One of the best things about the human body is its adaptability. Think about it. Once you master a task, that task requires a lot less energy and concentration. Great for everyday tasks like walking or driving but for exercise, not so much.
The first time you ran a mile or covered a lap in the pool it was probably pretty challenging. After a few more times your body realized – I’ve got this! As you adapted to the level of exertion, you burned fewer calories. Hello, plateau! In the beginning, you may have been losing pounds and inches at a steady pace, but as your body adapted your progress slowed. Get your progress back in gear by changing things up. Here’s how.
Think of new ways to challenge each muscle group. If you lift heavy weights with fewer reps one week, try lifting lighter weights with more reps the next week. For cardio regularly mix up burpees, mountain climbers, jumping jacks, jump rope, running or whatever gets your heart rate going. Ideally, you will want to change your routine every two to four weeks. If you run outside, head for a route with a steep hill, increase distance or speed for an ongoing challenge.
Alternate periods of high and low intensity to keep your workout interesting and boost results. HIIT helps you burn more calories and fat. You can also shorten rest times. Reduced rest periods help you up the level of intensity and blow past that plateau.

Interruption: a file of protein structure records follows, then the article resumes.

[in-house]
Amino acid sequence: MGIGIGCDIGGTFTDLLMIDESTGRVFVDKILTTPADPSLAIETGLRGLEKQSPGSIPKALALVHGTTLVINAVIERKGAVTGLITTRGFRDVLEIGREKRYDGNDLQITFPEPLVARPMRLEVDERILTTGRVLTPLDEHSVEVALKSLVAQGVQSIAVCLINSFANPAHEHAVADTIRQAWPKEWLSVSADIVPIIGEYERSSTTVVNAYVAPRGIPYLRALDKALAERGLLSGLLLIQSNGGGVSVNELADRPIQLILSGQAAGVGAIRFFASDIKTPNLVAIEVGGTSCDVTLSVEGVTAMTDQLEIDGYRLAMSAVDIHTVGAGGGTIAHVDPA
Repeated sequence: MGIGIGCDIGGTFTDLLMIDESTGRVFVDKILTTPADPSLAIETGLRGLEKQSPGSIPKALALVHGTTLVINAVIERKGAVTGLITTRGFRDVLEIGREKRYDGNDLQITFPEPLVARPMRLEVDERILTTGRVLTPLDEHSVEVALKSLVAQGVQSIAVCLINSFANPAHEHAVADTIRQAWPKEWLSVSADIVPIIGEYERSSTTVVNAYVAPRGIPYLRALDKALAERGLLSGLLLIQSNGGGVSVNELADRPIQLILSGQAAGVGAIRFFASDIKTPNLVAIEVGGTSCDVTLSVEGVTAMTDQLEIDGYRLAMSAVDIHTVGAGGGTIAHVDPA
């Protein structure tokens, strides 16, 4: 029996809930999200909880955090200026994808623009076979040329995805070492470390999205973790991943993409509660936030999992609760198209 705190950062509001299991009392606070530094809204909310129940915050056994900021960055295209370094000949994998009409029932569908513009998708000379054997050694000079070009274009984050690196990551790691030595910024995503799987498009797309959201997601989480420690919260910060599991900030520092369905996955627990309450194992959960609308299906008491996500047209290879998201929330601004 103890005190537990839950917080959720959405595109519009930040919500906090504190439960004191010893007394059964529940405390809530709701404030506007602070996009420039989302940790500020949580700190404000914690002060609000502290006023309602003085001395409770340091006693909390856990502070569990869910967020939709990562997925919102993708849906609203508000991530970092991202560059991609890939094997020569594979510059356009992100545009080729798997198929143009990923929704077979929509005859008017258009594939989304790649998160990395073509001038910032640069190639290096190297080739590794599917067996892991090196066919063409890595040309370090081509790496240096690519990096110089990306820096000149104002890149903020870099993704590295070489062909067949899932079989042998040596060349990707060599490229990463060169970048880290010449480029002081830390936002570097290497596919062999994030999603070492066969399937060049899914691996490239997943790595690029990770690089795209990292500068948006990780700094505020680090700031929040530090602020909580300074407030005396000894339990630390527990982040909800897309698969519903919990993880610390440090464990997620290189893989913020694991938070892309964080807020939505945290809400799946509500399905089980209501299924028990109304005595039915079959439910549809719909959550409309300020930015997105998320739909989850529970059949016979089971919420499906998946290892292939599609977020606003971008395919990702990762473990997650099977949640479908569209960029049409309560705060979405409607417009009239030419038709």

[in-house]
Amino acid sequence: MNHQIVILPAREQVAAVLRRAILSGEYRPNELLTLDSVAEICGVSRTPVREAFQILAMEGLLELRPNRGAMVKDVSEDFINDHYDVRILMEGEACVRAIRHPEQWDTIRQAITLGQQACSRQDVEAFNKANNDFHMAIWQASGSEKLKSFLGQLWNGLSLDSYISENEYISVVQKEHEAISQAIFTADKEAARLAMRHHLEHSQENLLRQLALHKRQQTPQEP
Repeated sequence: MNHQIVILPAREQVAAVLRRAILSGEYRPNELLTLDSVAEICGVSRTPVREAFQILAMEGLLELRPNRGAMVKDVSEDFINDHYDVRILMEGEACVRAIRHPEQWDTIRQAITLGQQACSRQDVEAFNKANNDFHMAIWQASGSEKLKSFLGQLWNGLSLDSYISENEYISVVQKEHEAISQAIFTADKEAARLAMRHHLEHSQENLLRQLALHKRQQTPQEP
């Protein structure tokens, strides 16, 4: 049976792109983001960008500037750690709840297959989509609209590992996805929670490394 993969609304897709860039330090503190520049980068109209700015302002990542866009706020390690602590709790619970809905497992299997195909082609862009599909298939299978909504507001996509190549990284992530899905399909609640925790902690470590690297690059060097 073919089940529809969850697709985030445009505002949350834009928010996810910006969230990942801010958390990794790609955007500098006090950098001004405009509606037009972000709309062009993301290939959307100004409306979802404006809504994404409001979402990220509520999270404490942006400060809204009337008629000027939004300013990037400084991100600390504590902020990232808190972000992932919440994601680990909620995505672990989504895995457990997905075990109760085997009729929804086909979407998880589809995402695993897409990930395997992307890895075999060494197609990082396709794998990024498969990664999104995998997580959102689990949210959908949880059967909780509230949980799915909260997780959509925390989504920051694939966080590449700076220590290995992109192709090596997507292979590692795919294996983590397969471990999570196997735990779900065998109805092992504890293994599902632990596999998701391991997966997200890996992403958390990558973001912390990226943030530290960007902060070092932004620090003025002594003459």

Changing up your workout is helpful for other reasons. Variety helps you:
• Banish boredom – the same thing, the same way every day will eventually equal burnout or boredom. Keep exercise interesting with new challenges that pique your interest and keep your muscles guessing.
• Avoid injury – overuse injuries happen with repetitive movement of the same muscles.
• Build more stamina – again the body quickly adjusts so even though you may be able to run a mile you may have a tough time biking a mile. Mixing it up helps you build the endurance to do more. You may even be able to cross that sprint triathlon off your bucket list.
Change up your workout to stay on track. The benefits of variety include reduced likelihood of injury, better stamina, more muscle development and greater weight loss. What’s more, when exercise is fun and you feel engaged, you’re more likely to stick with it.